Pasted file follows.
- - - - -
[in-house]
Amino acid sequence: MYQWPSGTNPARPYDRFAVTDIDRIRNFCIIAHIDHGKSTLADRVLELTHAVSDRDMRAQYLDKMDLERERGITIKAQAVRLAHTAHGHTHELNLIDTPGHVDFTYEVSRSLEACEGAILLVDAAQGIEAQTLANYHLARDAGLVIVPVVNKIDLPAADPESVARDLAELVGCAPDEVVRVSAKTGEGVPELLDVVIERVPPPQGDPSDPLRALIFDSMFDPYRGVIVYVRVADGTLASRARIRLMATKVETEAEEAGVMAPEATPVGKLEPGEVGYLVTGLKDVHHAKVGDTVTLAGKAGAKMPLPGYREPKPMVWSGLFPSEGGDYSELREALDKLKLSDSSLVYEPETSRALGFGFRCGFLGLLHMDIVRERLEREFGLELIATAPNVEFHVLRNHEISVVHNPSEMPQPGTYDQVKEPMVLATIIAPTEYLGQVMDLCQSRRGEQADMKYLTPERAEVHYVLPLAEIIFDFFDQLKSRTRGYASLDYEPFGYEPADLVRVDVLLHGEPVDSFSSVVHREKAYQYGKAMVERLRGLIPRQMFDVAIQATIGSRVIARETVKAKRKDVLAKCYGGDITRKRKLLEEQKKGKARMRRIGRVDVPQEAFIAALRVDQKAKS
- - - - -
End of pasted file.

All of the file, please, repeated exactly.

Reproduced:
[in-house]
Amino acid sequence: MYQWPSGTNPARPYDRFAVTDIDRIRNFCIIAHIDHGKSTLADRVLELTHAVSDRDMRAQYLDKMDLERERGITIKAQAVRLAHTAHGHTHELNLIDTPGHVDFTYEVSRSLEACEGAILLVDAAQGIEAQTLANYHLARDAGLVIVPVVNKIDLPAADPESVARDLAELVGCAPDEVVRVSAKTGEGVPELLDVVIERVPPPQGDPSDPLRALIFDSMFDPYRGVIVYVRVADGTLASRARIRLMATKVETEAEEAGVMAPEATPVGKLEPGEVGYLVTGLKDVHHAKVGDTVTLAGKAGAKMPLPGYREPKPMVWSGLFPSEGGDYSELREALDKLKLSDSSLVYEPETSRALGFGFRCGFLGLLHMDIVRERLEREFGLELIATAPNVEFHVLRNHEISVVHNPSEMPQPGTYDQVKEPMVLATIIAPTEYLGQVMDLCQSRRGEQADMKYLTPERAEVHYVLPLAEIIFDFFDQLKSRTRGYASLDYEPFGYEPADLVRVDVLLHGEPVDSFSSVVHREKAYQYGKAMVERLRGLIPRQMFDVAIQATIGSRVIARETVKAKRKDVLAKCYGGDITRKRKLLEEQKKGKARMRRIGRVDVPQEAFIAALRVDQKAKS